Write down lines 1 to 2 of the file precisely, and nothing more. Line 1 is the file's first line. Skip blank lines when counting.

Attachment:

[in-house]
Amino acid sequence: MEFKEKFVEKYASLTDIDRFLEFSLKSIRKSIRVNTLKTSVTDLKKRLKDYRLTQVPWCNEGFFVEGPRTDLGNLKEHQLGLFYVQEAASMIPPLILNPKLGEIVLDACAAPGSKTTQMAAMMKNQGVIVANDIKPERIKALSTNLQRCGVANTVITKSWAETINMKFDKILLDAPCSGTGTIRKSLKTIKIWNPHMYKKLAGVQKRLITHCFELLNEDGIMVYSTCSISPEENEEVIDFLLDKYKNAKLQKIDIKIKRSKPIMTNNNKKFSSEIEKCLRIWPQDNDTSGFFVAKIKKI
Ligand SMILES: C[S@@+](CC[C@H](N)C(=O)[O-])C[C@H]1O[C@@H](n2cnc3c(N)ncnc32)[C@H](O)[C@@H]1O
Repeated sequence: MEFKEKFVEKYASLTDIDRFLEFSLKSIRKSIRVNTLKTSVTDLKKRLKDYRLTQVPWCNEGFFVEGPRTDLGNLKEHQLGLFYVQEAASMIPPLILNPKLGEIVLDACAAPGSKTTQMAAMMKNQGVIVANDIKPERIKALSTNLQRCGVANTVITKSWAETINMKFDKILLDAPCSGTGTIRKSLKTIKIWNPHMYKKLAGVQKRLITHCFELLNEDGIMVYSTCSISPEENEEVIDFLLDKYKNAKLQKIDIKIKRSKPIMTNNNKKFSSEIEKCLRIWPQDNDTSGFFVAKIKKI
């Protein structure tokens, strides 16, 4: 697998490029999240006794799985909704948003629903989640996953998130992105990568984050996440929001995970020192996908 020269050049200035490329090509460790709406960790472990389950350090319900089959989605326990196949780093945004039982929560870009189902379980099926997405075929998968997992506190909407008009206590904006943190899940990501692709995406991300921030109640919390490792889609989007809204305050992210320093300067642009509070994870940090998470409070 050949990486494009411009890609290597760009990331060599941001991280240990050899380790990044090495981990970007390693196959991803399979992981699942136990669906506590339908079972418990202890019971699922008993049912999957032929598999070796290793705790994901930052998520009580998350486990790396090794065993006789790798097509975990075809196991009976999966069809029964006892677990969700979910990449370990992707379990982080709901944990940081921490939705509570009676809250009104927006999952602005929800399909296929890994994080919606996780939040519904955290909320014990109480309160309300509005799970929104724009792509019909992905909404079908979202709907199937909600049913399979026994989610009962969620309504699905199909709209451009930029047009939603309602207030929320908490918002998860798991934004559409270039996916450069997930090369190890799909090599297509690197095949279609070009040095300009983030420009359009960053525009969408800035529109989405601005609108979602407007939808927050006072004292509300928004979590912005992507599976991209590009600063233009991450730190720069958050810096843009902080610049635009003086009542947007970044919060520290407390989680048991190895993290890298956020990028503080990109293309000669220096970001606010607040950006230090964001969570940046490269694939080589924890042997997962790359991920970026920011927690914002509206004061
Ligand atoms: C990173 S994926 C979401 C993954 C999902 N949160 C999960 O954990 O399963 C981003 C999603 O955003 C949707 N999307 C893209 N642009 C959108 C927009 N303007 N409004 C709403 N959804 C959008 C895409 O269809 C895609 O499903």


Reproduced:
[in-house]
Amino acid sequence: MEFKEKFVEKYASLTDIDRFLEFSLKSIRKSIRVNTLKTSVTDLKKRLKDYRLTQVPWCNEGFFVEGPRTDLGNLKEHQLGLFYVQEAASMIPPLILNPKLGEIVLDACAAPGSKTTQMAAMMKNQGVIVANDIKPERIKALSTNLQRCGVANTVITKSWAETINMKFDKILLDAPCSGTGTIRKSLKTIKIWNPHMYKKLAGVQKRLITHCFELLNEDGIMVYSTCSISPEENEEVIDFLLDKYKNAKLQKIDIKIKRSKPIMTNNNKKFSSEIEKCLRIWPQDNDTSGFFVAKIKKI